NZ Book Month – Rosalind James blog about Loving NZ

What I Love About New Zealand

Reposted from Rosalind James websiteRosalind


I love New Zealand, and so do my readers! Here are a few things we find fascinating about you.

1)      The Tall Poppy thing. Where I grew up (hint: rural!), bragging about yourself was considered obnoxious. But U.S. popular culture is increasingly full of that. Randy Moss announced before the Super Bowl that he was the greatest wide receiver ever to play the game. Yes, that remark was met with derision (he isn’t), but the fact that he’d even say it is illustrative. Can you imagine an All Black calling himself the “greatest ever”? They go out of their way NOT to say that.

2)      Behaving well. Especially amazing to us: the high standard of behavior to which NZ sportsmen and sportswomen are held, and the outrage when they behave badly. U.S. athletes will tell you that they aren’t role models—and trust me, with some exceptions, they aren’t! I’ve found the least attractive quality I can show in New Zealand is arrogance, the attitude that “I’ve got a problem, and it’s your job to fix it RIGHT NOW.” You’re polite! We love that!

3)      Safety and quality of life. Yes, I know that there’s more crime and social unrest in New Zealand than is evident in my books. Still, it always makes me chuckle to hear Kiwis (or Aussies) complain about things like public transit, crime, litter, etc. It is just so much NICER where you live. In the U.S., public toilets are virtually nonexistent. That might seem like a frivolous issue–until you need one.

4)      Being responsible for yourself. The simple fact that you can’t sue for personal injury changes everything. The first time I swam at Mission Bay, I kept looking around for the markers that would show me where I could go. It took me the whole swim to realize that there weren’t any! It was up to me to keep myself safe.

5)      The “she’ll be right” thing. A B&B operator was talking to me about Americans. She described them coming into the main house all worried, saying, “There are no forks! What should I do?” And her bemused response, “Well, you can ask me, and I’ll give you one.”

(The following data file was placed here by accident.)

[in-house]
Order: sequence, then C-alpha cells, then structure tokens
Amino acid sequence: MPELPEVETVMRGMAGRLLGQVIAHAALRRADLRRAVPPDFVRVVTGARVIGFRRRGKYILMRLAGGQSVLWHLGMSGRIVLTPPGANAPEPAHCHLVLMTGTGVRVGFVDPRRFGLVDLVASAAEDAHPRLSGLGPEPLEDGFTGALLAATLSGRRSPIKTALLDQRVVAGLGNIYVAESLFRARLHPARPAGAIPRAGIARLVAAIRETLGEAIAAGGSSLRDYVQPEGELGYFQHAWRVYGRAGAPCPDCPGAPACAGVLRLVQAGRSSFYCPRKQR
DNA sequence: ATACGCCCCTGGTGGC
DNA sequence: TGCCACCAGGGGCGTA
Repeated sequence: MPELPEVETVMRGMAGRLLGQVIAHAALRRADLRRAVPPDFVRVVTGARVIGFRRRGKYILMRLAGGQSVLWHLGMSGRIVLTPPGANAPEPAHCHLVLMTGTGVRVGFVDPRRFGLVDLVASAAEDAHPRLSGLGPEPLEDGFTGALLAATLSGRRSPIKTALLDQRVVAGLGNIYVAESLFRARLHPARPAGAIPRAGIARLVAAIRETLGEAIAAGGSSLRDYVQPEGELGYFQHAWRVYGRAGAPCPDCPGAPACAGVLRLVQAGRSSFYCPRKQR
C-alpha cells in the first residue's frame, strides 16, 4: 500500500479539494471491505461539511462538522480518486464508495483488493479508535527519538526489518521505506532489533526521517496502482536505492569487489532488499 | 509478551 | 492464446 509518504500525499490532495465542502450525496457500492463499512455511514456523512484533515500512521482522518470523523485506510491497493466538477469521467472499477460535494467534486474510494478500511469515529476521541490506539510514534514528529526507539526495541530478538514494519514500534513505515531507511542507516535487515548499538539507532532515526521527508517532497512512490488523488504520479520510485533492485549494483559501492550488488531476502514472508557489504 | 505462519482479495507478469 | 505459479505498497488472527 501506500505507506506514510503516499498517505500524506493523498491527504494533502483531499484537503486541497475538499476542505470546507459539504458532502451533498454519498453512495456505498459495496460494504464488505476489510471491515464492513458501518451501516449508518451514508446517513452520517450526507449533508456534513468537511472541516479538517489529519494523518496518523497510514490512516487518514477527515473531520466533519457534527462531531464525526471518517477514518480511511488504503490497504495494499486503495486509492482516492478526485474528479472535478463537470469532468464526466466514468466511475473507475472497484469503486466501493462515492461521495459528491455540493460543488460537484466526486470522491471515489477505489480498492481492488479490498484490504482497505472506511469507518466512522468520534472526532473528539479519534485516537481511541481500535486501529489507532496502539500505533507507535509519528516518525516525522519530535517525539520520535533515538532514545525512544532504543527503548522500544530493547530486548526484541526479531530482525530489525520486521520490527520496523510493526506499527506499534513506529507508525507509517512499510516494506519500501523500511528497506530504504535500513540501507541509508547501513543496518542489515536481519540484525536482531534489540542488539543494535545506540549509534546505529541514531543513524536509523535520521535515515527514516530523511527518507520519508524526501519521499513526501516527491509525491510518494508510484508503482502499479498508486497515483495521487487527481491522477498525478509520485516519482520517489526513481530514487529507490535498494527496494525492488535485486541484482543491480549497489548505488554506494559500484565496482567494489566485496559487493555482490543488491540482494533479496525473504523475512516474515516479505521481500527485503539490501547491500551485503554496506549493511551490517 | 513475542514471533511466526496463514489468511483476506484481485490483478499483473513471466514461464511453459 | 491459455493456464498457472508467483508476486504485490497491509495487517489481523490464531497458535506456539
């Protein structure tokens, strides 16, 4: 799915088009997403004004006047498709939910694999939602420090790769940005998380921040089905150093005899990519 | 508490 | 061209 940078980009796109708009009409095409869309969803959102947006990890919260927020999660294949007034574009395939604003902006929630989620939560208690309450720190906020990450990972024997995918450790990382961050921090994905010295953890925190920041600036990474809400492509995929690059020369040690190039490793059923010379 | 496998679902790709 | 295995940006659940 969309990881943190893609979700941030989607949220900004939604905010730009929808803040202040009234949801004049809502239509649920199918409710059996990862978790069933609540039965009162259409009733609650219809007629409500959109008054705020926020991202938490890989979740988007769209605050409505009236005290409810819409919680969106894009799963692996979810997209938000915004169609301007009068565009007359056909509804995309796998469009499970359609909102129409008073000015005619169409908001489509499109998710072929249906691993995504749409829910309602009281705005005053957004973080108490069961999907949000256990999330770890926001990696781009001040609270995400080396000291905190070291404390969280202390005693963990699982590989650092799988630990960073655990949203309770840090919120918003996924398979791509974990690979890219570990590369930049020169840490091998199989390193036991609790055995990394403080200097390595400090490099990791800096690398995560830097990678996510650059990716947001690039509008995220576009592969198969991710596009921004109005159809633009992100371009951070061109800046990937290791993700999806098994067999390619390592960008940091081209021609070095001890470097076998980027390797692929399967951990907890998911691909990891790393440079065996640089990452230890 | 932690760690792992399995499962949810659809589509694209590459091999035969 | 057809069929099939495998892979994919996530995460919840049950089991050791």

6)      Work/Life balance. We don’t have it and you do. When I was working at a, you know, JOB, I expected to put in a good 60 hours a week. My husband still does. Everyone has such a good time when they come to Australia or New Zealand to work! The idea that you can take the weekend off—believe me, that’s novel.

7)      Maori culture is cool.

 8)      It’s pretty. And the All Blacks are good looking, and wear tight jerseys and short shorts. What can I say. It’s true.


NZ Book Month – Steam Press

While looking for a home for a couple of my stories, I discovered a small independent press that was set up in 2010 by Stephen Minchin.  I asked him to partake in this months interviews because he is a NZ publisher!
Why did you start your own Publishing House?
I started Steam Press because there didn’t seem to be anyone in New Zealand publishing the books that I wanted to read. I was sure that there were a decent number of authors out there writing New Zealand science fiction and fantasy, but there’s so little available, and a lot of what you can find has actually been picked up by publishers in the US or UK and then imported back into New Zealand.
The weird thing is that the local publishers who are cautious about New Zealand speculative fiction do import spec fic books – if they’ll happily sell The Passage, Twilight, and the Harry Potter books in New Zealand why do they think that locally written novels in a similar vein won’t sell here? I figured that the best thing I could do was set up a small press and try to prove those major publishers wrong about the local market.
This is all based on the assumption that these guys who’ve been in publishing for years don’t know what they’re doing, which is clearly insane. You never know unless you try, though…
What sort of stories are you looking for?

I’m looking for stories that I’d like to find as a reader – top quality science fiction, fantasy, horror etc that’s written by kiwis. Where it makes sense, I’d like stories to be set in New Zealand or have a New Zealand connection, but clearly that’ll work better for some genres than others.

There are plenty of publishers out there who will publish books that are set in the US, and plenty that’ll publish a high fantasy epic, so those aren’t what I’m really after. If there’s someone out there writing a steampunk novel set in 19th century Otago or a horror story that takes place in Wellington, though, I would love to talk to them.